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Woodford Reserve - Master's Collection 61.8% Bourbon Whiskey

$190.00
Sale price

Regular price $190.00

"Batch Proof is a highly limited offering from Woodford Reserve, crafted from a select batch of barrels. This limited edition, Proprietary Batch of Woodford Reserve is bottled at 123.6 proof.

TASTING NOTES

APPEARANCE: Rich chestnut.

NOSE: Dried cranberry and raisin fruit spiced with sandalwood, clove, aged leather, a hint of spearmint and a dusting of cocoa and dark chocolate to add to its deep character.

TASTE: Rich raisin and brown sugar sweetness balanced with a spicy leather character atop a rich layer of oak, almond and cedar wood notes.

FINISH: A long finish of raisin fruit and malty sweetness.

FIVE SOURCES OF FLAVOR

Every expression crafted by Woodford Reserve showcases at least one of the five sources of flavor. Those sources of flavor are; water, grain, fermentation, distillation, and maturation.

The Woodford Reserve Batch Proof expression is a way to celebrate the flavor nuances contributed through a change in finishing presentation and tell the unique Woodford Reserve story of Proprietary Batching. Woodford Reserve Batch Proof is crafted using the same grain bill and process as Woodford Reserve Bourbon. Batch Proof takes the complex range of sweet aromatics, fruit, spice, wood and grain that has become the Woodford Reserve trademark to a whole new level.

DISTILLERS NOTES

“The intensity and depth of flavor found in Woodford Reserve Batch Proof is truly amazing” -Chris Morris, Master Distiller.

“Most do not get to experience Woodford Reserve at such a high proof presentation, so we are excited to have the opportunity to share our little secret with Bourbon connoisseurs.” -Elizabeth McCall, Assistant Master Distiller.

--------THE PRODUCER--------

Woodford Reserve Distillery, Versailles, Kentucky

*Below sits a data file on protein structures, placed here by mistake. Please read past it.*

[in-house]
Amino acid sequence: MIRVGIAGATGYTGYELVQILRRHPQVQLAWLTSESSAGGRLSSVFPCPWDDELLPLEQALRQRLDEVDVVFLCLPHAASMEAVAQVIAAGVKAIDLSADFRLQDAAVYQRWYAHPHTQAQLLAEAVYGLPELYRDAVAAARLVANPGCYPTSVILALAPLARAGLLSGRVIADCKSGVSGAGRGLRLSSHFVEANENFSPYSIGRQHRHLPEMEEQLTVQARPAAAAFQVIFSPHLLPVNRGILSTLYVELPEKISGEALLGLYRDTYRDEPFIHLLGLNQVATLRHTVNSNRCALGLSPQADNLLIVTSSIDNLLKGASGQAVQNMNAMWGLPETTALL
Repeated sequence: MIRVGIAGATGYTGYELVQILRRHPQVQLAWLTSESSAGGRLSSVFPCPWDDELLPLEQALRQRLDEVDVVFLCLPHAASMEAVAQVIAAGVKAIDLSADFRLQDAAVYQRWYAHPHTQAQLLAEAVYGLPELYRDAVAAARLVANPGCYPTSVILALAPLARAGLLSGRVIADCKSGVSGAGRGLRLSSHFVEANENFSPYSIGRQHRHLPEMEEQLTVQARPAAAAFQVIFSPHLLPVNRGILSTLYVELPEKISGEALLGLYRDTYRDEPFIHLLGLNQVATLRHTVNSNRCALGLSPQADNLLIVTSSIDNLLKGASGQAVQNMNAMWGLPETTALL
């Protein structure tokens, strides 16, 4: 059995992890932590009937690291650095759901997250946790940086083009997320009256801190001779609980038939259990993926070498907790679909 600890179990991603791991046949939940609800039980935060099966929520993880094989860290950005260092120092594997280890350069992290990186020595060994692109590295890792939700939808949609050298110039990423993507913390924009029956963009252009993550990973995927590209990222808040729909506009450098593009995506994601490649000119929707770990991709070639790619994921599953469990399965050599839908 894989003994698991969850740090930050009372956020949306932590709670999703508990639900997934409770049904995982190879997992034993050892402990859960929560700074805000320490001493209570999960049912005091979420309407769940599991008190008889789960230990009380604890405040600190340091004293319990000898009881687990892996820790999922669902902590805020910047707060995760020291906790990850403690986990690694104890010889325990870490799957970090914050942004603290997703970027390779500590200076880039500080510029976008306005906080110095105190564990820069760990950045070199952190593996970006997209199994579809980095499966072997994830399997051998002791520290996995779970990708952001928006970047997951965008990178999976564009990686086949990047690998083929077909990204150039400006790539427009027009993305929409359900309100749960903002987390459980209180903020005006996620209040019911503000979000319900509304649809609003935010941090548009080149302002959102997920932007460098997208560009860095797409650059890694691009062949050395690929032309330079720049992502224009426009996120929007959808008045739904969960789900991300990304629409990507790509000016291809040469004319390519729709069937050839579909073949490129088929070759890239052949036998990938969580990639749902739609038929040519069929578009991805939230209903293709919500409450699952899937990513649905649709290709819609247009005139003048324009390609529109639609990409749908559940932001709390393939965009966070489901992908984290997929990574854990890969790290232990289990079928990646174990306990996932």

The best place to start when you are pairing food and wine is to think about the structural elements of both the food and wines. These elements are: sweetness, acidity, bitterness, umami, chilli heat and fat.

We have listed these elements in foods and how you can add wines with similar or contrasting elements to help create harmony in your matches.

Sweetness 

Sweet foods can overpower dry wines, white or red, making them appear acidic, neutral or bitter. In order to reduce this effect you should pair sweet foods with sweet wines. 

Acidity

Acidic foods, like fresh citrus, tomatoes or salads laden with vinaigrettes, will overpower the acidity in a wine making them appear flabby or less acidic than they were. In order to reduce this effect you should pair acidic foods with wines that have a higher acidity such as Champagne, Riesling or Sauvignon Blanc.

Acidity is a key element in creating balance in a dish or a food-and-wine match. If the foods are going to reduce the acidity in the wines then you need to add your own bit of acidity by bringing a more acidic wine to the table. It is the same principle behind adding lemon juice to seafood dishes, as seafood tends to have quite low natural acidity.

Bitterness

If a food is high in bitterness then it will make the wine appear bitter, or it will increase the perception of bitterness (tannins) in the wine. In order to reduce this effect you should pair bitter foods with wines that are not lean with high acid.  Rather choose wines with some sweetness, fruit or viscosity.

Umami (Savoury)

Foods that are highly savoury, like mushrooms, will increase the bitterness or acidic perception we have in wines. In order to reduce this effect you should pair umami rich foods with wines that are fruity and do not have medium-high tannins. 

Often foods that are more savoury are best matched with white wines like Chardonnay or Soave as these do not big tannins but have lots of fruity flavours.

Chilli Heat

Chilli heat is similar to umami-rich foods.  They will increase the bitterness or acidic perception as well as the alcoholic burn we have in wines. In order to reduce this effect you should pair chilli heat rich foods with wines that are fruity and/or have higher sweetness levels.

Wines that are off-dry like many Gewürztraminers or Rieslings could work best with chilli foods like a curry as they will be both a bit sweet but also very fruity. If you aren't a white wine drinker then you could consider red wines that have lower tannins such as a Pinot Noir or Gamay Noir. 

Fatty

Foods that are high in fat will make the wines feel flabby and less fruity. In order to reduce this effect you should pair fatty foods with wines that have high acidity. This is similar to the rule of adding in acidity (in the form of citrus) to seafood to help to cut down the perception of fattiness.  

These suggestions (there are no rules that apply to everyone) will help you to think about how to create pairings. It often isn't helpful to think about 'red wine and red meat' or 'white wine and fish' because it is actually the structural elements of the wine and food that need to be balanced. It is the acidity in white wines that works well by cutting through the fattiness of a piece of fish but you could get that acidity in a Pinot Noir.